Just as we have gone from servers to instances, instances to containers, and containers to functions. The idea of memoryless to move low usage services to nonrunning services. With a few small servers, you can provide many apps without the need for many resources. Using memoryless and containers with intelligent load balances services can be ramped up during the day and turned on to memoryless systems at night to save money. It also reduces an application's carbon footprint. Simplicity and demand-based services.
Having worked at many startups I have seen many Internet services that get more traffic from the monitoring service than from actual users.
With many companies needing to find ways to save money this way is an easy solution. Only run things when used.
Monitoring can still be done by using a check on the service's primary script. Check the port and the main script without having to light up any real services and wasting resources.
Code can be added at any time and is available on the next request. It can support many types of languages. Anything that can be run once and handle stdin and stdout. Using alpine the base memory footprint is 40 megabytes. It can be run in an instance, a container, or even an on-demand ECS cluster.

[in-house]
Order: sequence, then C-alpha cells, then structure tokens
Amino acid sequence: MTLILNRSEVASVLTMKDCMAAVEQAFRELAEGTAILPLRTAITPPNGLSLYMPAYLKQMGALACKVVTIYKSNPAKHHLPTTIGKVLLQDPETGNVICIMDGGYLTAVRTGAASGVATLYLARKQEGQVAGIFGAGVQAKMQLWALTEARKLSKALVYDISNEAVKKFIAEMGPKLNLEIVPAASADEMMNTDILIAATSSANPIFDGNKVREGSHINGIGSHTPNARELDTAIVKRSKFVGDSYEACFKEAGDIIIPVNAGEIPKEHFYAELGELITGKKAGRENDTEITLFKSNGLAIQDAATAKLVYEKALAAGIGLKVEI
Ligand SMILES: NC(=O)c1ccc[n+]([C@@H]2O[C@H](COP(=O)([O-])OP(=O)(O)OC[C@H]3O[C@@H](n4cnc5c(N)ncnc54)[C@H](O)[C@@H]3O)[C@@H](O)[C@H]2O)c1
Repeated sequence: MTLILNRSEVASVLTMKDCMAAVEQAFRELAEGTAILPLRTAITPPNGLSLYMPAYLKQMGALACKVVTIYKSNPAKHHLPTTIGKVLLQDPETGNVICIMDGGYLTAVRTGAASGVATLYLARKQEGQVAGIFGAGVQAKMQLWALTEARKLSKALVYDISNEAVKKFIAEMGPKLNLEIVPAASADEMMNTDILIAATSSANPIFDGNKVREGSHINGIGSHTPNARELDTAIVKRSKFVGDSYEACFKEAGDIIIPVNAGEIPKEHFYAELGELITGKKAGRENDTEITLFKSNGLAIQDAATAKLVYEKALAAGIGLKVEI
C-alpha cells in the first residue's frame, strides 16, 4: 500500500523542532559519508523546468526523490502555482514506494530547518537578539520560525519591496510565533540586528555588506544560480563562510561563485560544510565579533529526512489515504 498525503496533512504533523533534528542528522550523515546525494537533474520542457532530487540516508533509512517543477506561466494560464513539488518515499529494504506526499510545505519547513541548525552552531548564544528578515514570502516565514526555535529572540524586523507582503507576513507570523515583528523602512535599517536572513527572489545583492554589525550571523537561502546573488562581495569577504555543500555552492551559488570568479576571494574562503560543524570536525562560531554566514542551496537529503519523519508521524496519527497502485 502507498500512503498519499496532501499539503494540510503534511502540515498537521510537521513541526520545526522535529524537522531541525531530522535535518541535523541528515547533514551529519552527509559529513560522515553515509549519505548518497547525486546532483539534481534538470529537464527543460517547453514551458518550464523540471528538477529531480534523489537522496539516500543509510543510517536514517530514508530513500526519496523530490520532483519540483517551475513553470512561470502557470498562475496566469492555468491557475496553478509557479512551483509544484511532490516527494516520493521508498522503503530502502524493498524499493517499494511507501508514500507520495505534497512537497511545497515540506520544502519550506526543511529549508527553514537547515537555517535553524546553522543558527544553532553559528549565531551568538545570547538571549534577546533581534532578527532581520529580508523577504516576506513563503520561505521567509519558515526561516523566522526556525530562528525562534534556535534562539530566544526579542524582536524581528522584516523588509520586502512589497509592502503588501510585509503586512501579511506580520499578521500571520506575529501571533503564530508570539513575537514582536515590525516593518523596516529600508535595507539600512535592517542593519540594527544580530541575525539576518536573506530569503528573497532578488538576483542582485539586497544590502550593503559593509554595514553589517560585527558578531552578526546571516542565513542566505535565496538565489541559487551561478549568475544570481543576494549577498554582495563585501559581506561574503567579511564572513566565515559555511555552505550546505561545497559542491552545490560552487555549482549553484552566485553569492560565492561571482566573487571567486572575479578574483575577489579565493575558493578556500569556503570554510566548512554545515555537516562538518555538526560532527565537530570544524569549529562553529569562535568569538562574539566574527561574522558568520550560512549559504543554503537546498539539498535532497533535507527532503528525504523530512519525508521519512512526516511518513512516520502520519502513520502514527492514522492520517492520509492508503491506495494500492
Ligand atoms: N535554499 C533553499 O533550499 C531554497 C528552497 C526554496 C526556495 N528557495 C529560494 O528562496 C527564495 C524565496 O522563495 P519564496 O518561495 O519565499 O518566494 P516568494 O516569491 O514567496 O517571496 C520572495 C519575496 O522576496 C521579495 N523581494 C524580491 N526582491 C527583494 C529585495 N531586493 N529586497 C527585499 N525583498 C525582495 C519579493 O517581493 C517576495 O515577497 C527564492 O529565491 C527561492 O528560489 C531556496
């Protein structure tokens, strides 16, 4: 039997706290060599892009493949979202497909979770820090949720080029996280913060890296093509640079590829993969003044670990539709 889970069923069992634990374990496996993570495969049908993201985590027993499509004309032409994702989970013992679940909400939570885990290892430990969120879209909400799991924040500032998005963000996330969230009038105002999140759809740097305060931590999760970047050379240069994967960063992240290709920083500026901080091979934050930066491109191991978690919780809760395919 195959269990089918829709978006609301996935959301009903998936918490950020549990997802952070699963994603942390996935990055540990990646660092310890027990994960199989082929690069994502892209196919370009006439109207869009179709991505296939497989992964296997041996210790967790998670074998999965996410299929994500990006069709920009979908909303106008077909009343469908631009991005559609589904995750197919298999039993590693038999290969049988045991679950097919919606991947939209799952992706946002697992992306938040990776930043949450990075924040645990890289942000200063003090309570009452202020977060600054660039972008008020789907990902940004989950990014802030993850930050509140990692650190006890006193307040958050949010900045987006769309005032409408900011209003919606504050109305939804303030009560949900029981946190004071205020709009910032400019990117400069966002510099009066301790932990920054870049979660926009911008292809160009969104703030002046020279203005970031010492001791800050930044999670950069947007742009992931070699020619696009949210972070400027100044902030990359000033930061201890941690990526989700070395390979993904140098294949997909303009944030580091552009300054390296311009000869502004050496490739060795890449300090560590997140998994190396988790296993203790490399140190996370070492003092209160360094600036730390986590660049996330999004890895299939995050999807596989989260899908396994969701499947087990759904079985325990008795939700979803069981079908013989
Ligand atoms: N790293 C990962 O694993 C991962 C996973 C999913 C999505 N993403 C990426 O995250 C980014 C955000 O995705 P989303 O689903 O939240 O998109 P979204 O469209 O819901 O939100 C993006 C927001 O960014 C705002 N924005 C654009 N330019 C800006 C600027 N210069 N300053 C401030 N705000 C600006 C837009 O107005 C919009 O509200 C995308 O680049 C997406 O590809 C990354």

It can also be a great tool for microservices that only need to run infrequently. Many sites see low usage until a company big. Smaller microservices that don’t see a lot of usage are a great example of what can go MemoryLess. We can’t all be Facebook and Google.
Even though the service is simple and uses low resources it can still be scaled up to enable large environments. With current services like react apps we keep the application running in memory even when it is not needed. A huge waste of resources. If the site is seeing thousands of connections per second normal methods work great. MemoryLess is a great idea for anything smaller keeping it on disk is better.
Currently, it takes hundreds if not thousands of gigabytes of ram to get all the site code loaded into memory. With the MemoryLess system, 40 meg is all that is needed to start the service and only enough memory to run each piece of code so one instance or container can run the whole site.
Used in combination with current methods you can balance cost and speed. One example, you can run MemoryLess during the nights and use container pods during the day for speed. Everything works all the time without the need for so much hardware.
What about on-demand or functions? They still have a bring up a whole container and the subsystems like pm2 for node applications and this takes time. With MemoryLess you run the code when you need it. Nothing more and nothing less. Much quicker than starting up a full container. It also goes hand in hand with microservices because code can be simplified into a smaller application. A directory full of files is much easier to administer than building a Kubernetes cluster full of pods using tons of resources.
MemoryLess: simple, and just this side of free.